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Why Is Ballot-Counting Causing Market Volatility?

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First off, the issue is that a prolonged delay in ballot-counting in the 2020 presidential election would create significant uncertainty regarding who the next president will be.

Volatility has certainly been a theme throughout September and October of 2020. The S&P 500 dipped 9.6% between September 2 and September 23, before rising 5.2%. Volatility rose more than 8% between September 1 and October 5. Tech stocks sold off in September on valuation concerns, contributing to much of the correction on the S&P 500. Value stocks also sold off on concerns that the V-shaped economic recovery was no longer intact. But there were some days on which all stocks were down harshly and there were no important economic or earnings releases.

Meanwhile, many on Wall Street have flagged ballot-counting as a near-term risk they are concerned about. Investors have digested that, with a Congress likely to be close to gridlocked — regardless of whether Democrats have majority control of both chambers — policy changes are likely not to be drastic. That leaves election risk to the ballot-counting issue.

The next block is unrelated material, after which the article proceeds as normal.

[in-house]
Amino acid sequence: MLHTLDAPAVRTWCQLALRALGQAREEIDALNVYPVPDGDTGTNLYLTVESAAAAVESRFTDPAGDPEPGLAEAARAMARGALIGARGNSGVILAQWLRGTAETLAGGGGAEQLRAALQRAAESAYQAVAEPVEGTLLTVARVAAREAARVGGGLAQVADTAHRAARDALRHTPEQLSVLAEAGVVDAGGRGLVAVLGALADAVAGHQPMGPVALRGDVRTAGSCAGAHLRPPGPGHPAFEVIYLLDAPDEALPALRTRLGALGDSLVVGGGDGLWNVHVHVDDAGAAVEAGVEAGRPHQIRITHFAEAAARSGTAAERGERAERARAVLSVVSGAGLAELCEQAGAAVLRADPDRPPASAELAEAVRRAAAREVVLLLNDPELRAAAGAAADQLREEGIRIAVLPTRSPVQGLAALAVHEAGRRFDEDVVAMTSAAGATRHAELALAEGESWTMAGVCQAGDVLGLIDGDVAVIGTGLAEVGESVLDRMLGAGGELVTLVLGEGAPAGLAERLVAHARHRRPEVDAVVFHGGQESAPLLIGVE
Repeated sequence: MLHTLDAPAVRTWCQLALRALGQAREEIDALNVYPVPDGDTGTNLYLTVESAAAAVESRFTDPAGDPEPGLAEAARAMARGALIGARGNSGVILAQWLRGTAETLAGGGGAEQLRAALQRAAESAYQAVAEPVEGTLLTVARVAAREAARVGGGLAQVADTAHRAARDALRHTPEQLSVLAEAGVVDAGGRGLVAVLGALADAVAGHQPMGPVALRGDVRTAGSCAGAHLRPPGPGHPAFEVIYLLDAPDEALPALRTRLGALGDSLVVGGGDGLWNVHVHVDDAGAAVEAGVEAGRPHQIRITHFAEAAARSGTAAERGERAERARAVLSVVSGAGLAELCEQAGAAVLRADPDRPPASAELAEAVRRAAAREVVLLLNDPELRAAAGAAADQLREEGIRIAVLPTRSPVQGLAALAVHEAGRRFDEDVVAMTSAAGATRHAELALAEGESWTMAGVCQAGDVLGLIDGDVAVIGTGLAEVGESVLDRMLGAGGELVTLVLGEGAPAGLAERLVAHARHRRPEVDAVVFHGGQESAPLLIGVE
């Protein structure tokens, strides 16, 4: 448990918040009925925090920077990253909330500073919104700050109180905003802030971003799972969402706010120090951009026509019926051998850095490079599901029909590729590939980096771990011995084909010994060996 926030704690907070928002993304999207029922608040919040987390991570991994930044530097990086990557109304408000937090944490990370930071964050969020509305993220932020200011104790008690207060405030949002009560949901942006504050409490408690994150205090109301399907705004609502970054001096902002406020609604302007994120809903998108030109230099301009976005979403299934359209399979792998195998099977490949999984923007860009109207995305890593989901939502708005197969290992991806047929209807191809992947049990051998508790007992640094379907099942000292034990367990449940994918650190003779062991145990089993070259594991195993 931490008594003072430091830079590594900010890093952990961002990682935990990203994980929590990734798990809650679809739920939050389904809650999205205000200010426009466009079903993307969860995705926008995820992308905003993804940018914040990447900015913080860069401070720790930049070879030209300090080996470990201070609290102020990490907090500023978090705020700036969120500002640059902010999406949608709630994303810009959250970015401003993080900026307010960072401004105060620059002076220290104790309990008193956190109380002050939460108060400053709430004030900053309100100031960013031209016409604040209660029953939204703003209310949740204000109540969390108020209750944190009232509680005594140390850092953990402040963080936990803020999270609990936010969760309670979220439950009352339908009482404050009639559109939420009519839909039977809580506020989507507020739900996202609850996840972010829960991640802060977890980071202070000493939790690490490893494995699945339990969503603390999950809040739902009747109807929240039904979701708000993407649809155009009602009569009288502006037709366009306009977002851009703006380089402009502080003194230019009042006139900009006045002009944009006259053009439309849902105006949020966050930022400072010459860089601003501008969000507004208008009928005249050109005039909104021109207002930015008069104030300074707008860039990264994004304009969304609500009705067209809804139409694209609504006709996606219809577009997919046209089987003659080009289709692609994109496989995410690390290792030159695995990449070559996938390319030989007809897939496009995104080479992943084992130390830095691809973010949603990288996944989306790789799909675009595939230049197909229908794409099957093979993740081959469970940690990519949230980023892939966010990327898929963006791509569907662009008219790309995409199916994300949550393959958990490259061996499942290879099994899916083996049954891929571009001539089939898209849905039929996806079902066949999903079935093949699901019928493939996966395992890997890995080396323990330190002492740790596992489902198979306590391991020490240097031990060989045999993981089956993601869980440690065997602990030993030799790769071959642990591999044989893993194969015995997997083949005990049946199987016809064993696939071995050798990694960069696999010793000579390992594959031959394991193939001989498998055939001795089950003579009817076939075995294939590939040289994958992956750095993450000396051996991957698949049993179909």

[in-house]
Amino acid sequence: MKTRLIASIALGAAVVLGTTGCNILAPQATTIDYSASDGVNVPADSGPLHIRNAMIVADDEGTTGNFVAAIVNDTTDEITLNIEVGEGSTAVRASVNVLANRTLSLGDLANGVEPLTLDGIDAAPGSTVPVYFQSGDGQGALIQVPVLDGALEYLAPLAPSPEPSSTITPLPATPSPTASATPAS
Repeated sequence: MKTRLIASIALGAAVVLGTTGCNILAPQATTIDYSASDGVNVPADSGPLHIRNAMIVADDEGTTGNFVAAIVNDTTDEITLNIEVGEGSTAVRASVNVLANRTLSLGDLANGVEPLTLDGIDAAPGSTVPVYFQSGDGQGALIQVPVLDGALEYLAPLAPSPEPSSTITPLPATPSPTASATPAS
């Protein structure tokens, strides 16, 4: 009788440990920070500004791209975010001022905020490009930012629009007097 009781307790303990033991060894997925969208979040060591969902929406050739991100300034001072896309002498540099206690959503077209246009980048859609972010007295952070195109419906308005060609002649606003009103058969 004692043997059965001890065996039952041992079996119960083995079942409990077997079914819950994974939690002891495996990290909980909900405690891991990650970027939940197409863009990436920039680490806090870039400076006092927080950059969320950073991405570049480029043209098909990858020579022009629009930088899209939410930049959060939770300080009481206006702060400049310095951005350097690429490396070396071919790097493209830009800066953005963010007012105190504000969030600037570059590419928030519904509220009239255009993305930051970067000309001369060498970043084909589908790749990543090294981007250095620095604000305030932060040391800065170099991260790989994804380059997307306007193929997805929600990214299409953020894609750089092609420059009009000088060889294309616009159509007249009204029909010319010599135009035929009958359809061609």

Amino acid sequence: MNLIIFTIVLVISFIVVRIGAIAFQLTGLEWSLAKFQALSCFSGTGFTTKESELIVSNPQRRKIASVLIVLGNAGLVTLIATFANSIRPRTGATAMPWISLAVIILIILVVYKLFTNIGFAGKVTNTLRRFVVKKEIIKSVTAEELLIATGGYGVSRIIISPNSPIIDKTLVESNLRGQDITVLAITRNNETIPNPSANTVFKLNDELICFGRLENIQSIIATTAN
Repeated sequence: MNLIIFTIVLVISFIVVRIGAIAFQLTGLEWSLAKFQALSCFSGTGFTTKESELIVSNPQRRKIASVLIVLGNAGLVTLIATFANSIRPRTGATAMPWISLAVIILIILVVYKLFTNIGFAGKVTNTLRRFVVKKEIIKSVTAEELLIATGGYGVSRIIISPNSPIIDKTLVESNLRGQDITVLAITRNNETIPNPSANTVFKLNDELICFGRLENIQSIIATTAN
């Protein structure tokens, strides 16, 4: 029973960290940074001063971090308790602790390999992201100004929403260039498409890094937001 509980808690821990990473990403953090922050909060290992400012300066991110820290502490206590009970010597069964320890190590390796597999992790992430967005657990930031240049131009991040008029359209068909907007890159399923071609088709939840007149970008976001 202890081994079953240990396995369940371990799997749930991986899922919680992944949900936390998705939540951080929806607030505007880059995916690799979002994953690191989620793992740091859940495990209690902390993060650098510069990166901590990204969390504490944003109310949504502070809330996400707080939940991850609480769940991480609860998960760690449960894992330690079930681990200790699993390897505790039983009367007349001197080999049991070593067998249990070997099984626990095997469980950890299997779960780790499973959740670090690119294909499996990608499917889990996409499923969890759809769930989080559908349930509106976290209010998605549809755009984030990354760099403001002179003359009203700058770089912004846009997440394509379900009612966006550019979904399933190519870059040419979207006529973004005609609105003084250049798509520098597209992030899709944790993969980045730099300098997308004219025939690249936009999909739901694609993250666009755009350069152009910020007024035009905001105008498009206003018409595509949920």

But we already know what Biden’s policy agenda will be on corporate and individual taxes, renewable energy and trade. We already know Trump’s agenda is to lower corporate taxes, even if he can’t lower them too much. And we know that, either way, things aren’t likely to change so drastically.

So what’s the volatility all about?

Certain events cause market volatility simply because of the uncertainty they pose and the expectation from investors that other investors will behave in a risk-averse way upon the event. It does become a bit of a self-fulfilling prophecy. Most market participants and analysts note that the risk here is completely near-term, although of course some portion of the risk is centered on the uncertainty over the direction of the incremental change in policy.

To put a number around the ballot-counting risk, LPL Financial notes that the S&P 500 fell 8% between election day in 2000 and the day Vice President Al Gore conceded the election. That was after a vote recount, which was a more extreme scenario than another likely scenario, in which the ballot counting is merely delayed due to complications. 

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